July 13, 2020 at 2:33pm | Ann Nguyen


Fresh and inexpensive food may seem like an impossibility, but if you have a thriving farmers market in your area, you may be pleasantly surprised. With local produce available throughout the growing seasons and the ability to buy directly from farmers, there’s no doubt that a bustling farmers market is a boon to its surrounding community. If you want to make the most out of your next farmers market visit, these tips will come in handy.


Get There Early

Buying from a local farmer means you are supporting a real person’s livelihood and you are getting the freshest food available. The only downside? Your local mom and pop-style farms only have so much produce available. Arriving too close to the market’s closing time can mean you miss out.


Bring a Basket

Most market vendors will not have a bag for your items, and walking around the market trying to balance a bundle of carrots, a fresh baguette and a dozen cage-free eggs isn’t a relaxing shopping experience. Choose the easy and eco-friendly route by opting to bring your own reusable bag or basket. You won’t end up dropping your fresh finds and there are few things as picturesque as a basket bursting with beautiful produce.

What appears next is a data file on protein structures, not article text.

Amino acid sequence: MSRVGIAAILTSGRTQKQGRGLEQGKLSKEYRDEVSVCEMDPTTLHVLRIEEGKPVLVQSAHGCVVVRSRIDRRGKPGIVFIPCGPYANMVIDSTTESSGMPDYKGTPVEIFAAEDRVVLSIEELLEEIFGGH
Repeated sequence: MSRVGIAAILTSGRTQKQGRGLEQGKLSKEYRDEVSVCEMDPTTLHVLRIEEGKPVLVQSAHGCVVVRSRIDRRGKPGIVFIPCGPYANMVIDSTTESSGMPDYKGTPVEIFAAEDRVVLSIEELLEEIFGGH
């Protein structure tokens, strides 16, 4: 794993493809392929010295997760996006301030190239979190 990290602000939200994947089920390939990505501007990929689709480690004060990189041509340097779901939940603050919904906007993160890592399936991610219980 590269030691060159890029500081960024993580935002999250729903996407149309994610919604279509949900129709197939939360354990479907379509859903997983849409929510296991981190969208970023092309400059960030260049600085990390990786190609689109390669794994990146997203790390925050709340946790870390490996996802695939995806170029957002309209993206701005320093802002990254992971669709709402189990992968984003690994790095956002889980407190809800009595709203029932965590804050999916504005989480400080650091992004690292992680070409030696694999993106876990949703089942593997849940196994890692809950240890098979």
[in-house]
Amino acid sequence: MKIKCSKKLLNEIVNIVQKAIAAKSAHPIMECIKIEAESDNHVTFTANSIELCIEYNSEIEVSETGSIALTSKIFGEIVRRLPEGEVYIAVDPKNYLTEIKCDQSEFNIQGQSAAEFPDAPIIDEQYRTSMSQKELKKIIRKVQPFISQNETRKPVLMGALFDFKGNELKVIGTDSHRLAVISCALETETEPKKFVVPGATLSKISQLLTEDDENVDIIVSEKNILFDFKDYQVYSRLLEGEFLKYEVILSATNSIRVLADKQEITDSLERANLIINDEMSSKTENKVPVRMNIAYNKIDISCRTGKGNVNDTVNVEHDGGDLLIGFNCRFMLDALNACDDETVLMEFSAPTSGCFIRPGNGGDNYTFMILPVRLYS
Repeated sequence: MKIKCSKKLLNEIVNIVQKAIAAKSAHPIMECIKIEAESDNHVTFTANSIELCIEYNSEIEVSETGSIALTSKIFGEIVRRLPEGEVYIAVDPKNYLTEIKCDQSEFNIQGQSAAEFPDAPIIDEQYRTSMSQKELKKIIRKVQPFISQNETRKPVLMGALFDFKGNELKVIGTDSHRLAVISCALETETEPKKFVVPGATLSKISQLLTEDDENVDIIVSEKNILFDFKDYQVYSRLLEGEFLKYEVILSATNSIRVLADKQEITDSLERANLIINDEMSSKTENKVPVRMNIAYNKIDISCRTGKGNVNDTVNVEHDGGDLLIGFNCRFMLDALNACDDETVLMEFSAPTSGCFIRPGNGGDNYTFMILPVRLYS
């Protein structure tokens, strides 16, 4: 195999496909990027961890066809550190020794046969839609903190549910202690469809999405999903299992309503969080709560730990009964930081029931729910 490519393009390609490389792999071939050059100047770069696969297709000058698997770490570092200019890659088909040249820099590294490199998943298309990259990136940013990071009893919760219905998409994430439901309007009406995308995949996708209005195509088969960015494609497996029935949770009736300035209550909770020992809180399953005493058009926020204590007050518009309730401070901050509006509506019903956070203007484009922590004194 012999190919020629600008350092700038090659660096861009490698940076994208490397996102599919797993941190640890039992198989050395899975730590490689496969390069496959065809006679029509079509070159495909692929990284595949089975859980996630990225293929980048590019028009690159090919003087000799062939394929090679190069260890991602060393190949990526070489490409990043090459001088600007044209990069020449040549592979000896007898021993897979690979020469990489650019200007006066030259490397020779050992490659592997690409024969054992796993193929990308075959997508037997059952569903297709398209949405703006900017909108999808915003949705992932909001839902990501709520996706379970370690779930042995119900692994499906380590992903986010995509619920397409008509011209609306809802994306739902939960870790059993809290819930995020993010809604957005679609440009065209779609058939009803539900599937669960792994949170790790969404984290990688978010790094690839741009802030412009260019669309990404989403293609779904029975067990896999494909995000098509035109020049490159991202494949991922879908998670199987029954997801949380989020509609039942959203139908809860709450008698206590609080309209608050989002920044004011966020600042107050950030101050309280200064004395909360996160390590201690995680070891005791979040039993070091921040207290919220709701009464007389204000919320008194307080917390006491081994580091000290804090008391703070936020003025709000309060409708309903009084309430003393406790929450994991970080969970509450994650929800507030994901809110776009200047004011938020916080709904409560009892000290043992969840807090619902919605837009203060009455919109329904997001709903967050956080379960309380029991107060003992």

Opt to Bring a Small Cooler

A basket can be an ideal companion at your market, but some farmers markets have vendors offering meats, dairy and other foods that require refrigeration. A small cooler or lunchbox can act as an extra basket while shopping and simultaneously can keep your food safe from overheating.


Ask Thoughtful Questions

Vendors join the market because they want to earn money, but also to foster their community. Ask questions about their pesticide use, animal husbandry practices and other areas of interest. It can be helpful when choosing your favorites. Some farmers will even happily offer good customers a few tips on growing your own versions of their crops at home. Just be aware of the crowds and don’t chat while others are waiting.


Look for Deals

By buying ugly produce, searching for end-of-day sales and asking for bulk discounts, you can save a bit of cash. Another trick? It can be an investment to become certified organic, so finding a farm that uses organic practices but isn’t certified can cut costs. Just keep in mind, some farmers markets have rules disallowing vendors from offering certain discounts. A deal is great, but avoid haggling. You’re boosting your local economy, after all.


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